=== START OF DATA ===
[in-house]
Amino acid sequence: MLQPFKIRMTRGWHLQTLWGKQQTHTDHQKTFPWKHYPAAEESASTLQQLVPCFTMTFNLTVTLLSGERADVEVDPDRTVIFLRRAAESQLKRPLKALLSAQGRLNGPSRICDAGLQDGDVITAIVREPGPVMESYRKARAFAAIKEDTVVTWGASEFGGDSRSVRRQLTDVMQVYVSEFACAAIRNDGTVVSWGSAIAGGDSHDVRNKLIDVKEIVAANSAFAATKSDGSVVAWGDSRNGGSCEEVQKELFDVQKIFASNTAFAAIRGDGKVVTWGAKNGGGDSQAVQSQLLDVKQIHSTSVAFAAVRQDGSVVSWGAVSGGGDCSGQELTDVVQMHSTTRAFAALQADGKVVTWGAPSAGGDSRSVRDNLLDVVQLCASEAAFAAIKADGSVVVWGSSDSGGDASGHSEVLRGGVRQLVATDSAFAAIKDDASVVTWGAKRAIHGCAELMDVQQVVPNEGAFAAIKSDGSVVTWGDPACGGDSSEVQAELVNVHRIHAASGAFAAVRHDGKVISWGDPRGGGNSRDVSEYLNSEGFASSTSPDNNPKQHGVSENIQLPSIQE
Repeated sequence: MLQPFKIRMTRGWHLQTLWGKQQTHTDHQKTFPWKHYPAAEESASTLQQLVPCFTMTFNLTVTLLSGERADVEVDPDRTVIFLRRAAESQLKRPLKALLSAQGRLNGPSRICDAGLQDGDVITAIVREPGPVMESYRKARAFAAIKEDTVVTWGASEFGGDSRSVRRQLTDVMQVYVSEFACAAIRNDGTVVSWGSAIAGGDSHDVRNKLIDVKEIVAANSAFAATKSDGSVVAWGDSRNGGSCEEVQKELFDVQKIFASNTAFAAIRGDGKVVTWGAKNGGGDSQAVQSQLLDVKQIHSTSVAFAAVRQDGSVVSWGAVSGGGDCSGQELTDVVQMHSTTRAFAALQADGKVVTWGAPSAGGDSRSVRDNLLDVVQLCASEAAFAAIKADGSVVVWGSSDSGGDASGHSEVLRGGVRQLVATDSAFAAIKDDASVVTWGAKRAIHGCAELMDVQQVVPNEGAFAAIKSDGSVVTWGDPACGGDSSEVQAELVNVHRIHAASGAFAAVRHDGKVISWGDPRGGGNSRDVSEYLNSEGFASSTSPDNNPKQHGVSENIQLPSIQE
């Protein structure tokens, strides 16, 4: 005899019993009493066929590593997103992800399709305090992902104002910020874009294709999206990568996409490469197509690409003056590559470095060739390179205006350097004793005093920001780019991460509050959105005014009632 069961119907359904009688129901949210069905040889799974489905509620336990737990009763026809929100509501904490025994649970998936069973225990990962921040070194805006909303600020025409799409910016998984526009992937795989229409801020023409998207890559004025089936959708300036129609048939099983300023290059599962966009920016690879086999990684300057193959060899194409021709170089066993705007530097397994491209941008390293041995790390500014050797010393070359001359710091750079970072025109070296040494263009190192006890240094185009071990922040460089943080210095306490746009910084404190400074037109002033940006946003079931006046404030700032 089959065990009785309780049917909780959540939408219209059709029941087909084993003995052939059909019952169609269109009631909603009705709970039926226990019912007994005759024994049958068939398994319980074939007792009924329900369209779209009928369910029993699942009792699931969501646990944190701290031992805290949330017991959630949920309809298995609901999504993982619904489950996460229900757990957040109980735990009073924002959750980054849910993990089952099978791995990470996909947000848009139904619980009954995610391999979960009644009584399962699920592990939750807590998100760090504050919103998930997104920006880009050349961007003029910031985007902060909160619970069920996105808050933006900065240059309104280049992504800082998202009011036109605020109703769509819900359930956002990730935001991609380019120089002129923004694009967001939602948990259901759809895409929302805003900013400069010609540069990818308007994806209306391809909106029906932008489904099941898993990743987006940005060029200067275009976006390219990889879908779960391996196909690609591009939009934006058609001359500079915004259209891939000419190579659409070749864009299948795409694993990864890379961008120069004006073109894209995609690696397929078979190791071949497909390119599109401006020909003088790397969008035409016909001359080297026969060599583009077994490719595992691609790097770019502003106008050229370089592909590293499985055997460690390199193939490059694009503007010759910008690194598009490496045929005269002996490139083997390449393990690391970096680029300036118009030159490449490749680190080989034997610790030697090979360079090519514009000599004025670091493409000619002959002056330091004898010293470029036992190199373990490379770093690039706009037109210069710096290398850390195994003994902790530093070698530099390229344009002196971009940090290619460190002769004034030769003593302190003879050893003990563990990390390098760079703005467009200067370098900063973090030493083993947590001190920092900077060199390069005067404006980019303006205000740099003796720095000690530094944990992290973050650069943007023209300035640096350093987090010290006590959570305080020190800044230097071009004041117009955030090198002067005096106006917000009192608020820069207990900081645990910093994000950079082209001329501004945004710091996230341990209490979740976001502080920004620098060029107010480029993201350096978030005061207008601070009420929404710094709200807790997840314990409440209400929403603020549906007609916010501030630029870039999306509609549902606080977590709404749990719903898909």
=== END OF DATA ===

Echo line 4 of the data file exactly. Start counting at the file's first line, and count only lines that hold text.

């Protein structure tokens, strides 16, 4: 005899019993009493066929590593997103992800399709305090992902104002910020874009294709999206990568996409490469197509690409003056590559470095060739390179205006350097004793005093920001780019991460509050959105005014009632 069961119907359904009688129901949210069905040889799974489905509620336990737990009763026809929100509501904490025994649970998936069973225990990962921040070194805006909303600020025409799409910016998984526009992937795989229409801020023409998207890559004025089936959708300036129609048939099983300023290059599962966009920016690879086999990684300057193959060899194409021709170089066993705007530097397994491209941008390293041995790390500014050797010393070359001359710091750079970072025109070296040494263009190192006890240094185009071990922040460089943080210095306490746009910084404190400074037109002033940006946003079931006046404030700032 089959065990009785309780049917909780959540939408219209059709029941087909084993003995052939059909019952169609269109009631909603009705709970039926226990019912007994005759024994049958068939398994319980074939007792009924329900369209779209009928369910029993699942009792699931969501646990944190701290031992805290949330017991959630949920309809298995609901999504993982619904489950996460229900757990957040109980735990009073924002959750980054849910993990089952099978791995990470996909947000848009139904619980009954995610391999979960009644009584399962699920592990939750807590998100760090504050919103998930997104920006880009050349961007003029910031985007902060909160619970069920996105808050933006900065240059309104280049992504800082998202009011036109605020109703769509819900359930956002990730935001991609380019120089002129923004694009967001939602948990259901759809895409929302805003900013400069010609540069990818308007994806209306391809909106029906932008489904099941898993990743987006940005060029200067275009976006390219990889879908779960391996196909690609591009939009934006058609001359500079915004259209891939000419190579659409070749864009299948795409694993990864890379961008120069004006073109894209995609690696397929078979190791071949497909390119599109401006020909003088790397969008035409016909001359080297026969060599583009077994490719595992691609790097770019502003106008050229370089592909590293499985055997460690390199193939490059694009503007010759910008690194598009490496045929005269002996490139083997390449393990690391970096680029300036118009030159490449490749680190080989034997610790030697090979360079090519514009000599004025670091493409000619002959002056330091004898010293470029036992190199373990490379770093690039706009037109210069710096290398850390195994003994902790530093070698530099390229344009002196971009940090290619460190002769004034030769003593302190003879050893003990563990990390390098760079703005467009200067370098900063973090030493083993947590001190920092900077060199390069005067404006980019303006205000740099003796720095000690530094944990992290973050650069943007023209300035640096350093987090010290006590959570305080020190800044230097071009004041117009955030090198002067005096106006917000009192608020820069207990900081645990910093994000950079082209001329501004945004710091996230341990209490979740976001502080920004620098060029107010480029993201350096978030005061207008601070009420929404710094709200807790997840314990409440209400929403603020549906007609916010501030630029870039999306509609549902606080977590709404749990719903898909």